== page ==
In the Los Angeles neighborhood of Boyle Heights, on the corner of Soto Street and Cesar Chavez Avenue, a brightly colored mural masks the wall behind a bus stop. At the center of the image, a woman sings proudly. She’s surrounded by men playing musical instruments and a couple dancing in swirls of bright colors.
The mural is called El Corrido de Boyle Heights, or The Ballad of Boyle Heights. It was painted in 1983, and it’s one of thousands of similar murals that started popping up in 1960s — murals that portray Chicano culture and heritage. The images speak to the Chicano political movement, which animated many Mexican-Americans in LA, and to the broader issues of their time: the Vietnam War, environmental degradation, education, civil rights.
But El Corrido de Boyle Heights has started to fade, and graffiti obscures parts of the scene. Other murals like this one have been whitewashed or destroyed, torn down or covered up by the city or new businesses moving into the neighborhood. A new exhibition in downtown LA aims to call attention to the murals, both those that remain and those that have disappeared.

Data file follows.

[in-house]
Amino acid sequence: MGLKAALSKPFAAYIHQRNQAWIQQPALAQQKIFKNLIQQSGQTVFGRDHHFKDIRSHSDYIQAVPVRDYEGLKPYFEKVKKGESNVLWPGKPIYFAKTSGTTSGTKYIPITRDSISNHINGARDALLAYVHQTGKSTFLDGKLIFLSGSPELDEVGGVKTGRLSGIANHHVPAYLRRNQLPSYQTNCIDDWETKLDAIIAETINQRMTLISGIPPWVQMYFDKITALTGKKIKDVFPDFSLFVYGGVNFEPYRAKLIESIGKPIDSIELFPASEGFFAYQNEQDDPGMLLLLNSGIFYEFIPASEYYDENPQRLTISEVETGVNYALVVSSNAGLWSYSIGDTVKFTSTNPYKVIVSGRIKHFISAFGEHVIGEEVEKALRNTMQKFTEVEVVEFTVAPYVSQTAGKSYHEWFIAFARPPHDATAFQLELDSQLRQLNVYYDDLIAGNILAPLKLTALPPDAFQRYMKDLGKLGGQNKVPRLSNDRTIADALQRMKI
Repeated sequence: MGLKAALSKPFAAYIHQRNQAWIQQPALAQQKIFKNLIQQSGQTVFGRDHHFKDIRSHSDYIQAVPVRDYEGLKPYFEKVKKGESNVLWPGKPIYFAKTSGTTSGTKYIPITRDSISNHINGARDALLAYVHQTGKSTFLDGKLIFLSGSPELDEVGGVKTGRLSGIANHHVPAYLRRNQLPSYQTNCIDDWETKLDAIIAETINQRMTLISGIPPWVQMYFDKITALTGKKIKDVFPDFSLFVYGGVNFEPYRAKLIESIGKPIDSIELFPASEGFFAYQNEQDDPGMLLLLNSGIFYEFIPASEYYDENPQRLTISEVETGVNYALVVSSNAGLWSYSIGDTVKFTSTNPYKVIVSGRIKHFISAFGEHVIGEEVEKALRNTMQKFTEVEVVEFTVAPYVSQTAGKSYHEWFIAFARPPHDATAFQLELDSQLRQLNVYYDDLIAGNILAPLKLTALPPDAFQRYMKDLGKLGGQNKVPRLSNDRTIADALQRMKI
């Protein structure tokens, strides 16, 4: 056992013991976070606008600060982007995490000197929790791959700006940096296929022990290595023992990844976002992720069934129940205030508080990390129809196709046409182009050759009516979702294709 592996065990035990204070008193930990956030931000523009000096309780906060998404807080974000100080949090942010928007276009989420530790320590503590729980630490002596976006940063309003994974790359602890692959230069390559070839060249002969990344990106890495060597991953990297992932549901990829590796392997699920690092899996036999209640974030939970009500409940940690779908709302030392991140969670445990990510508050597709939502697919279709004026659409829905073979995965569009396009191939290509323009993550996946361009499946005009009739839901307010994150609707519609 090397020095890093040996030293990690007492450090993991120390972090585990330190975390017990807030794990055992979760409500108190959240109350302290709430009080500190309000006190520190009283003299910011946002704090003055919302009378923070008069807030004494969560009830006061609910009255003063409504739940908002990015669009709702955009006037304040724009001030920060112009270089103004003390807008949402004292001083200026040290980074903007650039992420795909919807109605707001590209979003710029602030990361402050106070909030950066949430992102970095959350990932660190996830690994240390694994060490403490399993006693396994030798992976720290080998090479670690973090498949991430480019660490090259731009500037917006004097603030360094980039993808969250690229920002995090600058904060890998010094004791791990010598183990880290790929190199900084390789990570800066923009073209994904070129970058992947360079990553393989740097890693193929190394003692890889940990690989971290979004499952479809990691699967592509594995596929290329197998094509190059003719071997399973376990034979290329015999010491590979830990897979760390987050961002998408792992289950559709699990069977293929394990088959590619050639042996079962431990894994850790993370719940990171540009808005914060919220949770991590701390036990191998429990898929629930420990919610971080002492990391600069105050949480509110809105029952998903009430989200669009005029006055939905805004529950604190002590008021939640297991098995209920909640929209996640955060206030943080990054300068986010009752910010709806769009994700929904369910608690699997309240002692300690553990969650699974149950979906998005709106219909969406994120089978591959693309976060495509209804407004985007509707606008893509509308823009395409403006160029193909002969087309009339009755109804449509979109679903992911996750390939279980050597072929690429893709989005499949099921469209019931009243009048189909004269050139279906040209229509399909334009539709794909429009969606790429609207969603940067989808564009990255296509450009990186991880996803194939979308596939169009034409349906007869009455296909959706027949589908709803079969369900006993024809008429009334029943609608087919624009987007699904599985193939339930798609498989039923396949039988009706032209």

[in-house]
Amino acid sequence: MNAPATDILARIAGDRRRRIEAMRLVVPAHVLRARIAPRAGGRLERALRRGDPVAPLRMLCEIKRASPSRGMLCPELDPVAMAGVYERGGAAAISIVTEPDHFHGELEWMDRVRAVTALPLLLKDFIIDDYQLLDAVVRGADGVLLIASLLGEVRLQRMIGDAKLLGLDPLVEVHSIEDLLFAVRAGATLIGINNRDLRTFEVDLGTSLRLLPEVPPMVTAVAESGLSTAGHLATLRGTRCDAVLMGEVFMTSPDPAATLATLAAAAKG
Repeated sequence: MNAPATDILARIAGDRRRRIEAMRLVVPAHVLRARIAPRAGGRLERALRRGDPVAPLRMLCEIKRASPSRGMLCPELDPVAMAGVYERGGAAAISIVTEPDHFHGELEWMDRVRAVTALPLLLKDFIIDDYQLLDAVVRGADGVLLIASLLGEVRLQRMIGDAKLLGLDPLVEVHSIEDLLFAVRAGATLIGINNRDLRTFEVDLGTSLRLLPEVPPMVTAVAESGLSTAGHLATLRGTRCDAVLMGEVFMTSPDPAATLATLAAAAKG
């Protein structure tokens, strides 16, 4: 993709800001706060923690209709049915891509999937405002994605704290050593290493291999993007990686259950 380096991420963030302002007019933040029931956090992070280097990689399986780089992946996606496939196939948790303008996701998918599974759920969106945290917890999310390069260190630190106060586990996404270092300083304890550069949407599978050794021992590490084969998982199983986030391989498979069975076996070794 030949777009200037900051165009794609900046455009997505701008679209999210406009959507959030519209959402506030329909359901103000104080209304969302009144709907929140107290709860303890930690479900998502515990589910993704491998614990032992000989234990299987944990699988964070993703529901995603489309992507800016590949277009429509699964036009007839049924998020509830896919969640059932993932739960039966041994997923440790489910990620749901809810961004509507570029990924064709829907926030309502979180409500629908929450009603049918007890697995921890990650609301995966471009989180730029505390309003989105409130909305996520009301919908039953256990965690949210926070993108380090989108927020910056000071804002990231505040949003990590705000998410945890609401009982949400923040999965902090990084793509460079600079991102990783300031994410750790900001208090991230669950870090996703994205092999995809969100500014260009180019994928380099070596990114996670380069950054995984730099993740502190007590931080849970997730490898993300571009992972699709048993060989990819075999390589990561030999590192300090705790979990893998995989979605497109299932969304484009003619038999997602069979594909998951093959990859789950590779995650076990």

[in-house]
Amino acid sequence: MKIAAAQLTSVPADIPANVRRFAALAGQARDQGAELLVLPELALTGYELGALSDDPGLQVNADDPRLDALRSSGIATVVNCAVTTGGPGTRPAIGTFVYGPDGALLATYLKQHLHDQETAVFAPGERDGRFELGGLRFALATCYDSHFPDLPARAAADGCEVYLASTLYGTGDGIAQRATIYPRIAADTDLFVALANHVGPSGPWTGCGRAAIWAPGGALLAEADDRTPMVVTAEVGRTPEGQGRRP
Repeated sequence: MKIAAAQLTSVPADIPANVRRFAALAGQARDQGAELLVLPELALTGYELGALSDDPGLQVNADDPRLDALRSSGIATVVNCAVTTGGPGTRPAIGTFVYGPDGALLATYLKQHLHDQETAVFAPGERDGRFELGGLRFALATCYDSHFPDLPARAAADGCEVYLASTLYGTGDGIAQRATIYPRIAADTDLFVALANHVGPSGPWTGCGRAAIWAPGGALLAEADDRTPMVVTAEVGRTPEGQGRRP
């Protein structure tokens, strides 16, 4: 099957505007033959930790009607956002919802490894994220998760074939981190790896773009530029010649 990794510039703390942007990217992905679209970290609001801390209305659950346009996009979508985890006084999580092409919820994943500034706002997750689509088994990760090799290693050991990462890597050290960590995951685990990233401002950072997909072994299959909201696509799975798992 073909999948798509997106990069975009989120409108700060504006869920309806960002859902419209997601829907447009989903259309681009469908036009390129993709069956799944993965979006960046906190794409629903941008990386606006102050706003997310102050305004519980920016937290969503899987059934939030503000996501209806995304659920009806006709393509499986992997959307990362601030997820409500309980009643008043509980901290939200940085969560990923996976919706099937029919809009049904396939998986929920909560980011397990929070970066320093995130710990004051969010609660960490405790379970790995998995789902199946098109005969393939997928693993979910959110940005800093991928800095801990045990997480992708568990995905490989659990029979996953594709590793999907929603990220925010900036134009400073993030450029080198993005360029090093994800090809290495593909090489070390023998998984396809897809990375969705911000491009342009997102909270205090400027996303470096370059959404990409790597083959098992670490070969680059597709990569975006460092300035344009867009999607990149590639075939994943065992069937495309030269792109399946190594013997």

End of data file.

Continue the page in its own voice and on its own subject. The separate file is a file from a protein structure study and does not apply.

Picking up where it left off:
Erin Curtis is the curator of “¡Murales Rebeldes! LA Chicana/o Murals under Siege.” She says, “Some murals have been painted over as neighborhoods change; other murals have been censored or contested because of their political content.”
Curtis says LA was once viewed as the mural capital of the world. And yet, at a time when street art is more revered than ever (works by the English artist Banksy go for more than $1 million at auction), the Chicano murals of LA aren’t given the same respect.
Curtis says, “It speaks to the collective value that we place on artworks based on who is making them. … Within this community, this work is valued, but often outside this community it’s not seen in the same way and not regarded in the same way. There are methods, like this sort of communal work, that Chicano artists were doing years before it became popular in the broader art world.”
LA’s Chicano muralists fought back against this very culture of exclusion: They weren’t let into museums, so they made art where they could.
“Chicano muralists really worked on breaking down those distinctions between high art and low art,” Curtis says. “They often worked outside of museums because institutional spaces didn’t welcome Chicano artists at that time. So they forged their own paths and started to work in a different style. They worked on walls outdoors; they did these murals with the input of the local community.”